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Sean Spear, a director with RainCity Housing, stands outside a temporary heat shelter in Vancouver that was erected by RainCity. (Rafal Gerszak For the Globe and MAil)
Sean Spear, a director with RainCity Housing, stands outside a temporary heat shelter in Vancouver that was erected by RainCity. (Rafal Gerszak For the Globe and MAil)

Vancouver cold-weather shelters open with high demand expected Add to ...

Vancouver’s cold-weather homeless shelters are up and running, with early results suggesting the facilities will run at capacity.

A shelter near Broadway and Victoria Drive opened Tuesday night, taking in about 40 people in a neighbourhood that has not previously been home to one of the city’s “winter response” shelters.

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“It filled up the first night,” Sean Spear, associate director of RainCity Housing, said on Wednesday. “It’s in an area where we had wanted to run a shelter for a while, but we didn’t get one [in the neighbourhood] last year.”

RainCity runs the four shelters, which all opened over the past week. The temporary cold-weather shelters – with an overall capacity of 160 beds split roughly equally among four sites – are part of the city’s homelessness strategy and have operated for the past three years.

The province has agreed to provide $1.6-million for the facilities while the city is responsible for finding and renovating the sites. This year, two are downtown and two are on the east side of the city.

The shelters are designed to serve people who are living on the street and are supposed to function as a bridge that can connect people to other services, including permanent housing in new social-housing projects that are coming on stream.

“They are one part of the housing continuum, but they are a really important point of contact,” Mr. Spear said.

Meals are cooked off-site and delivered to the facilities.

Since the temporary shelters began operating, there have been recurring tussles between the city and the province over funding.

There have also been occasional complaints from neighbours.

This year, some residents in Yaletown objected to a cold-weather shelter opening up on Seymour Street in an area they say is already home to more than its fair share of social-service agencies.

“Our argument is that this was a particularly inappropriate site,” Sharon Promislow, a neighbourhood resident, said Wednesday. Ms. Promislow said she and other residents worry that a homeless shelter could result in more drug use, violence and crime in the neighbourhood. One resident has already complained of being harassed by people who were clustered around the shelter entrance, she said.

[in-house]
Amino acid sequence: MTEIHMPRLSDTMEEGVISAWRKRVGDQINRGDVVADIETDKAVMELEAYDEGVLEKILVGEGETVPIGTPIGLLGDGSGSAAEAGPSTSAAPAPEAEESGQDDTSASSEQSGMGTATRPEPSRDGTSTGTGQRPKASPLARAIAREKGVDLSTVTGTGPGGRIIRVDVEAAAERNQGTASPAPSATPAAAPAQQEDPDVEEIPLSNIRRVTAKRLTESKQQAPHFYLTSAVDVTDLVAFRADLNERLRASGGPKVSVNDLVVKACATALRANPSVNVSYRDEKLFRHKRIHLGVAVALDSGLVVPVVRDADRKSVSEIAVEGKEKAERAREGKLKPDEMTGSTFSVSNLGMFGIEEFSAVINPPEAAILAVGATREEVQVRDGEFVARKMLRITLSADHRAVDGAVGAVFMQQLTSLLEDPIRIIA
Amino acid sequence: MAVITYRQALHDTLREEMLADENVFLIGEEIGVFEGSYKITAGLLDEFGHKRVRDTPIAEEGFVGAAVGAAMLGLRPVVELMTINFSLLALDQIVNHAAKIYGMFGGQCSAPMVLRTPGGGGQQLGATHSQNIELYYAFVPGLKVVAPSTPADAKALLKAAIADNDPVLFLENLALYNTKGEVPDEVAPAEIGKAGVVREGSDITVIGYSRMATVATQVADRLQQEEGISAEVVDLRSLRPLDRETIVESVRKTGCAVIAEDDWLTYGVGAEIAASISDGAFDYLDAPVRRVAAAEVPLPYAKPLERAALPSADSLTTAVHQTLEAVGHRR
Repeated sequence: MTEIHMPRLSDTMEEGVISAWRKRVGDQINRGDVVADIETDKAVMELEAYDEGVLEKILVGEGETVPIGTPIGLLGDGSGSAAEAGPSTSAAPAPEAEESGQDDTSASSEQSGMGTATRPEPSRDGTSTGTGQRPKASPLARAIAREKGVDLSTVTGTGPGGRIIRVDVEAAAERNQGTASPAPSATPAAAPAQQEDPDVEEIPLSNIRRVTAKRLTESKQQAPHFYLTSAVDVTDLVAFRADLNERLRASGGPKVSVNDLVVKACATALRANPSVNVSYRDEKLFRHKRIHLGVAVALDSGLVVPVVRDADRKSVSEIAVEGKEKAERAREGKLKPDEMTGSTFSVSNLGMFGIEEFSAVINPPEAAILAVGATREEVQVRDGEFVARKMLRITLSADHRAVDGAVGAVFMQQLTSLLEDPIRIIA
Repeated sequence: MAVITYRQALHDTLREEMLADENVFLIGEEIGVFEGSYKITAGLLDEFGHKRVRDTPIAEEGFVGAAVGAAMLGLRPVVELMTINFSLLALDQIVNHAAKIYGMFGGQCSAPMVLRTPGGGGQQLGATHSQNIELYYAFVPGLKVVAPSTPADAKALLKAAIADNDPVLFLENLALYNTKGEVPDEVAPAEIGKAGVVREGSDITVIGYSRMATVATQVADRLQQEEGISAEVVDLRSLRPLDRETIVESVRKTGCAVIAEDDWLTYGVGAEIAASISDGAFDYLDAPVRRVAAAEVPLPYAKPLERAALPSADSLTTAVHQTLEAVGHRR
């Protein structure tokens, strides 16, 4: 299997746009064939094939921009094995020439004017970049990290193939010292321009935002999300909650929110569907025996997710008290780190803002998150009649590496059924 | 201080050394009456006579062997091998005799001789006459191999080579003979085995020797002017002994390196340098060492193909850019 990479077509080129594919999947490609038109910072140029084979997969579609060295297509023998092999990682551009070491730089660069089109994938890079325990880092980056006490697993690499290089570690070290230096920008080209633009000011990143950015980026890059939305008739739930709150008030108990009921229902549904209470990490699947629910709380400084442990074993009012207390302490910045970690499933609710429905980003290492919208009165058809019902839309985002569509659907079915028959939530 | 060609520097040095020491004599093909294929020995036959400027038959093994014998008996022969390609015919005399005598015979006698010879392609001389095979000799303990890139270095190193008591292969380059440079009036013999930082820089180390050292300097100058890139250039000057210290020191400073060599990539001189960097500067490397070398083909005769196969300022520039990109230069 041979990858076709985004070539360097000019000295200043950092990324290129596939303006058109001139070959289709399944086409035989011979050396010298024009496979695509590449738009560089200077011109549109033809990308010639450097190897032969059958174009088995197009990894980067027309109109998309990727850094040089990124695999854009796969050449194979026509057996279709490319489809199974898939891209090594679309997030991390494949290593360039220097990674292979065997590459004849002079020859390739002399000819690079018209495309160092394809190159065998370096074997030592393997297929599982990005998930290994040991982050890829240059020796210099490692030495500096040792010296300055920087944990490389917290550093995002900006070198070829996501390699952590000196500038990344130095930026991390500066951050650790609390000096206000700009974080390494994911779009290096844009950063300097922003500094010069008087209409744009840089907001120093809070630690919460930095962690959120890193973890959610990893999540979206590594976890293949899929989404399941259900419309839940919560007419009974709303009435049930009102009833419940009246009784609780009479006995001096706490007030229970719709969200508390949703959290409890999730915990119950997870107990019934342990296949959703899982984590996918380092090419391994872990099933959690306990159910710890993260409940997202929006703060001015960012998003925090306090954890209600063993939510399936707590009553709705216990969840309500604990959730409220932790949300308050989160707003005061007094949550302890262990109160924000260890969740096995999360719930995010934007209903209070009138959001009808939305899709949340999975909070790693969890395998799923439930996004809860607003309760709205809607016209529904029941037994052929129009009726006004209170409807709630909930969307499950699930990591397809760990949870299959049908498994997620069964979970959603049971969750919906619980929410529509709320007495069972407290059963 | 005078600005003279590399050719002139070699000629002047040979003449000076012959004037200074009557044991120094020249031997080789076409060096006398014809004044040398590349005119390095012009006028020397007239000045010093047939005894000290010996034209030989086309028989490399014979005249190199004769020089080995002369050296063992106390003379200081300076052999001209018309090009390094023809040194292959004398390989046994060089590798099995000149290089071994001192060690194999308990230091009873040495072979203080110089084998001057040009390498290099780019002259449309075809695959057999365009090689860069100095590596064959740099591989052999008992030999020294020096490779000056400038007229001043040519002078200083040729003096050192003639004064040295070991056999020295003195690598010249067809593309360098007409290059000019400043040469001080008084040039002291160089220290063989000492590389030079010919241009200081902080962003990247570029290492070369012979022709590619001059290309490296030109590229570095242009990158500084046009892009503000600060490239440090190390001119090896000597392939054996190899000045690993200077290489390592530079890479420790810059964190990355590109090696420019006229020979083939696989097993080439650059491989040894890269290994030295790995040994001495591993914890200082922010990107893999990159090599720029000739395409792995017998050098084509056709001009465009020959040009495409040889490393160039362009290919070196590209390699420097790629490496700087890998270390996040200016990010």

She also objects to the way the city went about choosing the site, saying she and other neighbours learned of the facility only weeks before it was scheduled to open and were not given a chance to voice their concerns.

The city has spoken to area residents about their concerns but has no intention of choosing another site, said Councillor Kerry Jang, adding that it was chosen based on survey results that indicated a need in that neighbourhood.

“This particular location was the only one available [in that neighbourhood] that we could lease,” he said. “As we said to them, ‘Here’s the choice – do you save lives or do you inconvenience a neighbourhood?’ We are going to save lives. And if there’s any inconvenience to you, we will make darn sure that your problems or concerns are met and that’s what we have been doing.”

When he announced the shelters in October, Mayor Gregor Robertson said the spaces were part of the city government’s plan to end street homelessness by 2015.

RainCity has built on the experience of running temporary shelters in previous years to foster better community relationships, Mr. Spear said.

Cold-weather shelters are open and staffed around the clock, minimizing the likelihood of lineups, he said. Some temporary shelters in previous years opened only for set hours, resulting in lineups as people jockeyed for a space.

Follow on Twitter: @wendy_stueck

 

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